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Fwd: HPACK edge cases

From: Johnny Graettinger <jgraettinger@chromium.org>
Date: Fri, 7 Mar 2014 06:40:32 -0500
Message-ID: <CAEn92Tpg3zsQJ3-vkMeiuq=_5B=xu3cU_0SrK3EANwkez8XTUg@mail.gmail.com>
To: Ilari Liusvaara <ilari.liusvaara@elisanet.fi>
Cc: "ietf-http-wg@w3.org" <ietf-http-wg@w3.org>
<Resend from proper address>

Hi Ilari,

I can speak to how Chromium has implemented these. I agree that EOS leads
to edge cases.

On Fri, Mar 7, 2014 at 2:59 AM, Ilari Liusvaara <ilari.liusvaara@elisanet.fi
> wrote:

> Following are a few edge cases in HPACK I noticed:
> 1) EOS being decoded:
> The draft says:
> >   Given that only between 0-7 bits of the
> >   EOS symbol is included in any Huffman-encoded string, and given that
> >   the EOS symbol is at least 8 bits long, it is expected that it should
> >   never be successfully decoded.
> What if it IS decoded?
> - Error?
> - Treat the same as 0 (i.e. break header)?
> - Skip the symbol?

Chromium's current behavior is to treat it as padding. It's parsed, and

If one intermediary/server in chain skips it and another treats it as header
> break, bad things can happen.

Or if some client/intermediary/server crashes or behaves unpredictably if
> one
> is received.
> Idea: Eliminate EOS. Ensure that table has at least 8-bit all-zeroes
> symbol.

EOS has value iff it may be used for padding. As HEADERS etc now have an
explicit padding mechanism I'm also not sure it's needed. (Also: To pad the
table need only have an 8-bit code. As a canonical code, all-zeros would be
the shortest code in the table).

2) Padding not all ones.
> The draft says:
> >   When padding for Huffman encoding, the bits from the EOS (end-of-
> >   string) entry in the Huffman table are used, starting with the MSB
> >   (most significant bit).
> What if this is violated and padding is not all ones (that's the current
> prefix of EOS)?
> - Error?
> - Ignore?

When Chromium's decoder runs out of input, it doesn't require that the
remainder be a prefix for EOS--any prefix in the table is valid. It will
error however if it encounters a prefix which doesn't appear in the table
(ie, is larger than EOS or any other code).

3) Handling of large headers

I think you're talking about large in the sense of:
"A decoder needs to ensure that larger values or encodings of integers do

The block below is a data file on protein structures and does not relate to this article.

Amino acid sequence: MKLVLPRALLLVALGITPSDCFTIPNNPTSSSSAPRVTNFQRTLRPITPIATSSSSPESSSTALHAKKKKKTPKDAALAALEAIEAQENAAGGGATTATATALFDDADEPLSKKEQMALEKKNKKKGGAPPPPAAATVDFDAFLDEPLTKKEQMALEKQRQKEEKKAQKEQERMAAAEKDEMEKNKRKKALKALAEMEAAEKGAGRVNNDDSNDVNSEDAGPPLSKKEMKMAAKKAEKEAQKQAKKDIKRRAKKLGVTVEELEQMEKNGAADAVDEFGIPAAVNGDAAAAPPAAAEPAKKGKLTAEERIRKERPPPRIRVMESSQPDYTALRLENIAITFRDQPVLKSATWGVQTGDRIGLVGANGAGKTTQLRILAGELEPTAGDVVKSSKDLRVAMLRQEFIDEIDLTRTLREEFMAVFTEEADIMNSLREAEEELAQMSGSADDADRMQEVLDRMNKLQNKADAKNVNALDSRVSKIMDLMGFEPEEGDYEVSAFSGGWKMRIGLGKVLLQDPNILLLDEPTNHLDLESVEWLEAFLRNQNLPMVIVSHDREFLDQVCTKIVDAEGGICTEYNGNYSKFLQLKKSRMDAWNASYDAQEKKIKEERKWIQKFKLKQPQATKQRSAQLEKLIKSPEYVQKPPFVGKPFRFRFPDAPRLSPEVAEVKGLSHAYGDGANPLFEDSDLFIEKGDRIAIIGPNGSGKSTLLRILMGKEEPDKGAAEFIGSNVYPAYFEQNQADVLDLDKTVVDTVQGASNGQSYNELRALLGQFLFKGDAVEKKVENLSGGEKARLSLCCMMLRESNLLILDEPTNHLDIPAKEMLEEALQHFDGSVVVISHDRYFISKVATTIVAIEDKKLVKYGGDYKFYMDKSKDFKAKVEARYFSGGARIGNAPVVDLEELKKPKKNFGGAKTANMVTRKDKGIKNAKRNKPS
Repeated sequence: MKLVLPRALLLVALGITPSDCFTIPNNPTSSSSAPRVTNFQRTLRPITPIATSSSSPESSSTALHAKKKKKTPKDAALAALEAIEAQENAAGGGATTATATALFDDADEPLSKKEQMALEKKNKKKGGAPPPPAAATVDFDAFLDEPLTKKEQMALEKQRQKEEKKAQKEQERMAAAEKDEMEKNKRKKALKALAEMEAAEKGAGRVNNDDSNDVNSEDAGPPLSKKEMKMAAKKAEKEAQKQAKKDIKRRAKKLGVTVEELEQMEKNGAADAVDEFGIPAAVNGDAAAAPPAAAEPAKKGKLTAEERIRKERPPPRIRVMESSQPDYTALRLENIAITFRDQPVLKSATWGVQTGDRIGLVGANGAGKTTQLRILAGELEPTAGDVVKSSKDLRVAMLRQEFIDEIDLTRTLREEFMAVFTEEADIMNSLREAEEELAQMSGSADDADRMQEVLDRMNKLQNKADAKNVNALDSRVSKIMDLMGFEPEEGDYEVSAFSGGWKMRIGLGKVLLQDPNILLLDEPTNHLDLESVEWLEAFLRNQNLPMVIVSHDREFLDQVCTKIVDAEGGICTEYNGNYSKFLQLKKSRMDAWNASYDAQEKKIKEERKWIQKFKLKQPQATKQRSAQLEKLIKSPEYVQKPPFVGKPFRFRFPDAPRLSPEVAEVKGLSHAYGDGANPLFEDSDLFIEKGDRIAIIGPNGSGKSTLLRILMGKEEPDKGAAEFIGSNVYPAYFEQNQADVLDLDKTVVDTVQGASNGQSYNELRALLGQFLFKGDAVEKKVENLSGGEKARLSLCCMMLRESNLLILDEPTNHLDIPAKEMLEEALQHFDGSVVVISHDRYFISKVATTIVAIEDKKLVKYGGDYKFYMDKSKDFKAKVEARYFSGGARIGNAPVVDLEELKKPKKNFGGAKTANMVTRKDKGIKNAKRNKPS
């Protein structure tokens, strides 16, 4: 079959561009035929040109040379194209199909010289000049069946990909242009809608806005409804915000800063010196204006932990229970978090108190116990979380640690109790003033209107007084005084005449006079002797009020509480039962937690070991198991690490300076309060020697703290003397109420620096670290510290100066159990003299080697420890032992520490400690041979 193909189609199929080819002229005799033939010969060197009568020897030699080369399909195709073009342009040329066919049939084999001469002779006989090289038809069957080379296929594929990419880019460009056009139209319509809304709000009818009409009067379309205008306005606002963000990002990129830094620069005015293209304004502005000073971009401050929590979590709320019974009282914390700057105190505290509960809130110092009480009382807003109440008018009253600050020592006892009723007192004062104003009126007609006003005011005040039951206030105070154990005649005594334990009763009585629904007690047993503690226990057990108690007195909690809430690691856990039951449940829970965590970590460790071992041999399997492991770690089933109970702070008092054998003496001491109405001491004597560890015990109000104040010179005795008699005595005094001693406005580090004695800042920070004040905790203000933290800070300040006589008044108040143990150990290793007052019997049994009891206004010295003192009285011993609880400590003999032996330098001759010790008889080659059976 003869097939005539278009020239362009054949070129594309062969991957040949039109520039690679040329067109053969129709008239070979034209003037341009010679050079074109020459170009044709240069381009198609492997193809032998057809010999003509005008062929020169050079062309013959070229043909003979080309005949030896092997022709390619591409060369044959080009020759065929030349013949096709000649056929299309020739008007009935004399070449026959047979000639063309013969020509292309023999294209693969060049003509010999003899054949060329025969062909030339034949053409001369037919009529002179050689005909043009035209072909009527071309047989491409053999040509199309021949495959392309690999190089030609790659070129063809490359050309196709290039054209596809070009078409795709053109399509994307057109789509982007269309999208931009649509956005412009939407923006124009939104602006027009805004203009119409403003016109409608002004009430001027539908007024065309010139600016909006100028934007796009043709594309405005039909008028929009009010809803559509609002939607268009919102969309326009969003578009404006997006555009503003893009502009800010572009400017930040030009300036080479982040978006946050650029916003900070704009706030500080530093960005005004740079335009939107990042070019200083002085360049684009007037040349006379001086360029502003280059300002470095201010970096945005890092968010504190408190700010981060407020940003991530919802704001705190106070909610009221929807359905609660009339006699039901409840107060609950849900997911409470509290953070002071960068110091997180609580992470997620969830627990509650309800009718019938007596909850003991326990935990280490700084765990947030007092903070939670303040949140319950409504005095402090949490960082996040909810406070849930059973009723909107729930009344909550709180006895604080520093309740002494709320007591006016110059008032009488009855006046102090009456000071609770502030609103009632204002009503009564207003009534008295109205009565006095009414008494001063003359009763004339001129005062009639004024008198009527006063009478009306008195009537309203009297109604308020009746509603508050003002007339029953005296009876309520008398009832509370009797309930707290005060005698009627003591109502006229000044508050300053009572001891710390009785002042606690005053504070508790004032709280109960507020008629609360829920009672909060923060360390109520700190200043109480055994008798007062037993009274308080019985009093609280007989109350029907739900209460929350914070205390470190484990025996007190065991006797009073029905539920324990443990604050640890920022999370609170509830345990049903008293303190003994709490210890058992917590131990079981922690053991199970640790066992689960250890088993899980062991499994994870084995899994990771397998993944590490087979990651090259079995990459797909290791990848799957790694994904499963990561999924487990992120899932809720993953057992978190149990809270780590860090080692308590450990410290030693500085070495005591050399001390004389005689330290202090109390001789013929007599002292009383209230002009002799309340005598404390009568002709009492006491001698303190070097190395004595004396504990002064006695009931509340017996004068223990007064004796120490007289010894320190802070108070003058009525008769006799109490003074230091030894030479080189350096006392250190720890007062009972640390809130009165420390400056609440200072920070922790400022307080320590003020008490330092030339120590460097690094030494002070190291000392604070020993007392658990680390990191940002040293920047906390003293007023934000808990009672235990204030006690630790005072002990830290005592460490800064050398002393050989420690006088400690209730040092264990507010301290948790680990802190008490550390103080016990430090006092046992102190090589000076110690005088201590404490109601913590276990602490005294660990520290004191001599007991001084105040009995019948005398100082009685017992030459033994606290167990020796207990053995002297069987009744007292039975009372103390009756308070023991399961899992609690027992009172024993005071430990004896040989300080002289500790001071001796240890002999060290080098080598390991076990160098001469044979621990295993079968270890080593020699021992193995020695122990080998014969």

not permit exploitation."

As opposed to larger than the headers table. In the former sense, I think
"large" is up to the implementation and unknown to the remote.

> How does endpoint know how large header can be sent?
> - If huffman-compressed, is the limit in compressed or uncompressed size?

This is up to the implementation, but I think it's both, and additionally a
limit on the size of reconstructed headers (ie Cookie), even if individual
HPACK-encoded crumbs are small.

> - Is there difference if the header is to be added to header table or not?

If an implementation bound would be violated, I believe the only proper
handling is to abort with a connection error.

> Note that if there is header too large (but not so large that length
> overflows), the global effects on connection state can be computed
> with already committed resources, but the header can't be decoded.
> Also, headers spanning multiple HEADER/CONTINUATION frames might cause
> crashes or unpredictable behaviour in badly coded endpoints/
> intermediarities...
> Idea: Disallow headers spanning frames (this would limit header size
> to about 16kB-32kB).

I don't think I understand why representations spanning frames are a
particular source of difficulty.

Disallowing representations to span frames has a downside of forcing a
tight coupling between the framing layer and HPACK encoding context.

4) Handling of large header sets
> Endpoints can process large header sets in streaming manner, but are
> not required to. How can sender know how large header set can be
> sent?

I think this is another bound up to the implementation. I'm not sure the
sender can, without trying it.

If the sender did know how large a header set was acceptable, or how large
a header was acceptable, what would it do with that information?

Intermediaries have worse problem: If there are multiplexed connections,
> any request being sent monopolizes the connection, and thus overly
> large header sets are a DOS vector (the endpoint can just sink the
> header set, no matter how large).
> -Ilari

Received on Friday, 7 March 2014 11:41:00 UTC

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